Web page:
Round and round they go over the proposed roundabout for the intersection of Rio Grande and Candelaria in the ABQ North Valley. (Wasn't that pronounced dead recently?) ABQ Dem City Councilor Ike Benton who is running for election in the distinct that includes the roundabout, writes:

It was incorrectly reported in the ABQ Journal that I am in favor of the proposed roundabout at Rio Grande and Candelaria. The opponents of the roundabout have stated that they were not involved in the process of its inception, design and funding. I live in District 2, two blocks from Rio Grande Blvd. I use the intersection regularly, and was not involved in the process. It is apparent that the discussion needs to continue. I do not yet have a position on whether a roundabout is the best solution for the intersection. I do have great concerns about an abrupt 180 degree reversal and giving up $1M in traffic safety funds after years of effort....Computer modeling of the design needs to be presented to illustrate actual performance of the roundabout at peak hours, which can then be discussed publicly. My bill simply calls for a continuation of the discussion for one year.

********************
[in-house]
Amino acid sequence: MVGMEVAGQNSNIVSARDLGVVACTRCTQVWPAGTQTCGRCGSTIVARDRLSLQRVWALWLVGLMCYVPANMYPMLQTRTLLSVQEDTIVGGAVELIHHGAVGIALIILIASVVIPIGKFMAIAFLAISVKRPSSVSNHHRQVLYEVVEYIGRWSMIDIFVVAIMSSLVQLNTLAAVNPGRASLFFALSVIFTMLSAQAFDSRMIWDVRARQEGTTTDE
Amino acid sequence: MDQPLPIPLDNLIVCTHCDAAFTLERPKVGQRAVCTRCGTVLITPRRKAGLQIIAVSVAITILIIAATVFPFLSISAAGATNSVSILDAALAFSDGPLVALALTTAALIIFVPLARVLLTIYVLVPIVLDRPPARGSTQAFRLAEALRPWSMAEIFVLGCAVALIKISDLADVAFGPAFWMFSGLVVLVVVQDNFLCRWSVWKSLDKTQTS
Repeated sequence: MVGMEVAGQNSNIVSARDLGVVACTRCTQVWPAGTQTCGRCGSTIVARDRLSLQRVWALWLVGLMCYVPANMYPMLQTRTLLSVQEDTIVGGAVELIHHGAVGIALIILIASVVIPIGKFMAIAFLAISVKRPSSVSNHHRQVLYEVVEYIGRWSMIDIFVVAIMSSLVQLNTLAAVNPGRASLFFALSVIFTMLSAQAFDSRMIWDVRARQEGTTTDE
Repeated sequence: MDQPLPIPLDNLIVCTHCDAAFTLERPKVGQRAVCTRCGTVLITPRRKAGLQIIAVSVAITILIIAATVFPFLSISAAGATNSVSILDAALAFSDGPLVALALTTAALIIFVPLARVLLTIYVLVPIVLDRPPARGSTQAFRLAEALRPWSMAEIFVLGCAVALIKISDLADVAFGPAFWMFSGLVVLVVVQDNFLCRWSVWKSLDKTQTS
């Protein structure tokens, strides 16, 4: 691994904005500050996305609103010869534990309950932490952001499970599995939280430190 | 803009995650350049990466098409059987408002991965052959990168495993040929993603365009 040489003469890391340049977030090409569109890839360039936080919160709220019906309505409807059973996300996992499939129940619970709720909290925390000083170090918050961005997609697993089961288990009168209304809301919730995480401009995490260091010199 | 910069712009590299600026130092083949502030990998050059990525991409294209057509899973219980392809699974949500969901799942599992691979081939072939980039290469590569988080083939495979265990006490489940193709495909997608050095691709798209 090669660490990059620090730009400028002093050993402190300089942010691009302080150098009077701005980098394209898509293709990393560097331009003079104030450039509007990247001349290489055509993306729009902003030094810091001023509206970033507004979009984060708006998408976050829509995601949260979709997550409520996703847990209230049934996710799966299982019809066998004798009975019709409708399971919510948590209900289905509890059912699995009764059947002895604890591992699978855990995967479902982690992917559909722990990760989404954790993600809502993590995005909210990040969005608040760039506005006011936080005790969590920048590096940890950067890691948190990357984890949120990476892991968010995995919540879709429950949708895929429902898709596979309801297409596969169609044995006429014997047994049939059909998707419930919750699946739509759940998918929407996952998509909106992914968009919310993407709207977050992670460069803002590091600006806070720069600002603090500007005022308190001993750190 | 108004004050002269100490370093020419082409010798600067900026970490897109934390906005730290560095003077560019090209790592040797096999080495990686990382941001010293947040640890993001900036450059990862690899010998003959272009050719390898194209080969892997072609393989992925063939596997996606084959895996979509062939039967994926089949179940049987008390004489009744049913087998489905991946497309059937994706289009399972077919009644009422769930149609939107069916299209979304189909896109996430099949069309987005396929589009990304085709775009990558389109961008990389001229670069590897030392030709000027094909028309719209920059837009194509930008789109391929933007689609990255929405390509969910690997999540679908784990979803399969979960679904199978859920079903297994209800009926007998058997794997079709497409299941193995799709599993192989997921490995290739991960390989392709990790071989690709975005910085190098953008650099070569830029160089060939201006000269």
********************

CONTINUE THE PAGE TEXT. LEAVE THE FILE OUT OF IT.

What more can we say that we and others here have not already said here over the course of several years and thousands of words? Rogue behavior in the ABQ police department is going to cost taxpayers millions and millions and millions:

The Bernalillo County Sheriff says APD Sergeant Adam Casaus will be charged with vehicular homicide (reckless), and great bodily injury by vehicle (reckless) in the Feb 10 car crash death of Ashley Browder. Casaus had said he had been dispatched to chase down a drunken driver when he ran a red light and crashed into a car carrying Browder, killing her.

One of the mayoral candidates told us he checked to see how much is currently in the self-insurance fund the city uses to pay settlements for police and other wrongdoing. He says he was told it was about $56 million. We've paid out nearly $50 million in recent years and we just  had a $10 million judgment against APD. The above-mentioned  case is going to cost millions more.